Lisa Greenan Chairperson CSAAC Seed Analyst Accreditation Committee

Have you ever looked at a signature on a seed testing report of analysis and thought, “I wonder what kinds of qualifications are needed to become an accredited seed analyst?” Here is an overview of the hurdles that must be overcome to sign that report and take accountability for the testing it represents.

To become an accredited seed analyst you must pass an exam administered by the Canadian Food Inspection Agency (CFIA). Each year CFIA’s exam is reviewed by the Commercial Seed Analysts Association of Canada (CSAAC) Seed Analyst Accreditation Committee (SAAC). The purpose of the exam is to verify that the analyst trainee has the technical knowledge, practical experience, and ability to conduct purity, germination, and true loose smut disease tests according to the Canadian Methods and Procedures for Testing Seed.

The exam consists of four sections; purity written, purity practical, germination written, and germination practical. This is usually broken up into two days as it takes about six hours each day (three hours are allowed per section). It is a very intensive experience for the candidate and many hours of study as well as on-the-job training are required to get to this point. In order to apply to write your exam you must have 1,500 hours working under the supervision of an accredited analyst for both purity and germination respectively. It takes a minimum of two years to be able to write both the purity and germination exam for all crop kinds.

The scope of accreditation may depend on what crop kinds are being tested in the candidate’s respective laboratory and the crops on the grade tables are divided into groups for that purpose. Therefore, you could write your exam for purity or germination or break it down even further by only seeking accreditation for certain crops kinds or groups. This is a very important consideration because as an accredited analyst, you will be responsible for conducting proficiency testing based on your laboratory’s scope of accreditation. The proficiency tests are administered by CFIA and are very challenging if you are not familiar with the crop kinds involved.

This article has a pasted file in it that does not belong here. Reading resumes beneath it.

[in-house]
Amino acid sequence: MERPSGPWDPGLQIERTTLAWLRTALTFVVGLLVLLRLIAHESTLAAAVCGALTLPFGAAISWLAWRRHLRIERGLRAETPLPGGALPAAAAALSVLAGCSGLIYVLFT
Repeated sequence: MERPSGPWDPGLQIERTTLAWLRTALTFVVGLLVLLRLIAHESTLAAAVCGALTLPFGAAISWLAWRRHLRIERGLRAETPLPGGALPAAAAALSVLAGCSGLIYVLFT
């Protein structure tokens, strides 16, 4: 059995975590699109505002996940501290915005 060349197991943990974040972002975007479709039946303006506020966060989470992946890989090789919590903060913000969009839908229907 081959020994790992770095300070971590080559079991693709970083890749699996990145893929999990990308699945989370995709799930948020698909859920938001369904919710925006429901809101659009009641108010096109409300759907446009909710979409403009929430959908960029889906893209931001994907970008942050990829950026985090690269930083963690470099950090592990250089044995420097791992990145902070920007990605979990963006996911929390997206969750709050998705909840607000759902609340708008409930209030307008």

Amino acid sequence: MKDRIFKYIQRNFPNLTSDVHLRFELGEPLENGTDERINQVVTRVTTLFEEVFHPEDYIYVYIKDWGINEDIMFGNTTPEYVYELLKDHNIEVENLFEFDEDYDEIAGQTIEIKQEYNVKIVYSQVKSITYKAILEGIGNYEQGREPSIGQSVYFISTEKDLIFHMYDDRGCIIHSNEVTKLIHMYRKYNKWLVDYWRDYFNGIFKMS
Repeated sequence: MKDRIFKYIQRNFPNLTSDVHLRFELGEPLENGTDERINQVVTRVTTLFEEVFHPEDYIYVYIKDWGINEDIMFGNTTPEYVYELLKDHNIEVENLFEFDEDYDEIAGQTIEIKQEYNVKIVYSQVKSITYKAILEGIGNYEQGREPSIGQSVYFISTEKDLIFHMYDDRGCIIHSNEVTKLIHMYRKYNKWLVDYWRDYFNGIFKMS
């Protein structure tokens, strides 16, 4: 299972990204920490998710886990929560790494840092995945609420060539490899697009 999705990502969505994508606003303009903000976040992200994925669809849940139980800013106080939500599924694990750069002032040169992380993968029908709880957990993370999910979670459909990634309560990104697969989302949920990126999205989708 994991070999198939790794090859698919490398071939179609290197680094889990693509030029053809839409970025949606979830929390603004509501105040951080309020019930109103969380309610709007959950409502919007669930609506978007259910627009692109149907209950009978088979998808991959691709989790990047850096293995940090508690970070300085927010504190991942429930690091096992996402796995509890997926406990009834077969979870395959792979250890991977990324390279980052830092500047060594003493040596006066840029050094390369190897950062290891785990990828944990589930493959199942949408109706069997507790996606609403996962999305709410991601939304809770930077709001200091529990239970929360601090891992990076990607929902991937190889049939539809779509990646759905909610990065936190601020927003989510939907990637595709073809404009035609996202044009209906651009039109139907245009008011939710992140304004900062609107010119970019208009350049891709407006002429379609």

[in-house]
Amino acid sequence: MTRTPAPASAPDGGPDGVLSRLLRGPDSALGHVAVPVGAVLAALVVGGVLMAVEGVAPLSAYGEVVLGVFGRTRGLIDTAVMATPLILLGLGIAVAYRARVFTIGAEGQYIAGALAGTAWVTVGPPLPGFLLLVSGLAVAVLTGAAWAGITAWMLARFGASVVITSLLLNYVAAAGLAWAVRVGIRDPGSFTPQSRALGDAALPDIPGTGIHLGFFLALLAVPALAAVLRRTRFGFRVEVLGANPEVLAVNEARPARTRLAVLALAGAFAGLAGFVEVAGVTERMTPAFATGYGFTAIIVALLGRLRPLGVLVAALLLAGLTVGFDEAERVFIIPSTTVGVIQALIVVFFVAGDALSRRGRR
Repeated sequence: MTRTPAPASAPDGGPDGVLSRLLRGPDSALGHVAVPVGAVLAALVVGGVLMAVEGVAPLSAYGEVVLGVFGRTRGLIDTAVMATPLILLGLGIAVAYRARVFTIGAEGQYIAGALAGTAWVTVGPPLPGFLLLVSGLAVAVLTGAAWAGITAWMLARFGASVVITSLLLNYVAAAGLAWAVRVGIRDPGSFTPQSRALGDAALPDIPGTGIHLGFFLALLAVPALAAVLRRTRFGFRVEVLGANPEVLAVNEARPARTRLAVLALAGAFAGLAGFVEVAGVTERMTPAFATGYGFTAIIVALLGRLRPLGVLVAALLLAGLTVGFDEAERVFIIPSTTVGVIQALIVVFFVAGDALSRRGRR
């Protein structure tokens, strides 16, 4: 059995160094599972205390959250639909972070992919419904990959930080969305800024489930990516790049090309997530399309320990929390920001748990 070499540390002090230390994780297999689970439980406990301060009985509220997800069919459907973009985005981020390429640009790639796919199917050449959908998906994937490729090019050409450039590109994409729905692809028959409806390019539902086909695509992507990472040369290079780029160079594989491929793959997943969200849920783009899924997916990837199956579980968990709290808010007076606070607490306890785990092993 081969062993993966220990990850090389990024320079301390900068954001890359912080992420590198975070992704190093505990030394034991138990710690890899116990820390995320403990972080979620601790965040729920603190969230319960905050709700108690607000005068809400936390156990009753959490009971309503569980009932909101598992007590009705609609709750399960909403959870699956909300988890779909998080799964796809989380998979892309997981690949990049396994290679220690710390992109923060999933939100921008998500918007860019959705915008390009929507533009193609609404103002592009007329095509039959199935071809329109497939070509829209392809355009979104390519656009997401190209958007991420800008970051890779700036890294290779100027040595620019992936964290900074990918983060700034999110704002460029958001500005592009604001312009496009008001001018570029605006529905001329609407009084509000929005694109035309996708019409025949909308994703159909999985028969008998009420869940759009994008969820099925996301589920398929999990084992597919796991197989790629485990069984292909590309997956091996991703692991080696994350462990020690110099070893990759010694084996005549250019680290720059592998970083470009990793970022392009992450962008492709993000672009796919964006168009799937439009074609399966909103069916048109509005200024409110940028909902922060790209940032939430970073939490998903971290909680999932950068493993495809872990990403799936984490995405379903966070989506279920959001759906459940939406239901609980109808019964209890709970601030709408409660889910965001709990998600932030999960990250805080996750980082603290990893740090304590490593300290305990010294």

The more experience working with a variety of samples, the better. Each year brings new challenges for analysts from varied growing conditions and seed being imported from areas with unfamiliar weed seeds.

Having an accredited seed analyst on staff is a requirement for an Accredited Seed Testing Laboratory under the CFIA Seed Laboratory Audit and Accreditation Protocol (Seed LAAP). In addition, an accredited seed analyst is eligible to apply for membership and the use of the seal of the Commercial Seed Analysts Association of Canada (CSAAC). Membership in CSAAC is of huge value to any analyst, whether you are newly accredited or are very experienced. Workshops and resources are vital tools to maintain accreditation and provide an opportunity to collaborate with colleagues across Canada and the U.S.

Remembering back to when I wrote my exam, it was very nerve-wracking. The relief at completion was soon replaced by suspense waiting to find out my results. Next time you see the signature of an accredited seed analyst, rest assured they have spent many hours honing their skills and they are experts in their field.

For more information go to seedanalysts.ca and see Candidates Guide to Seed Analyst Accreditation by CFIA.

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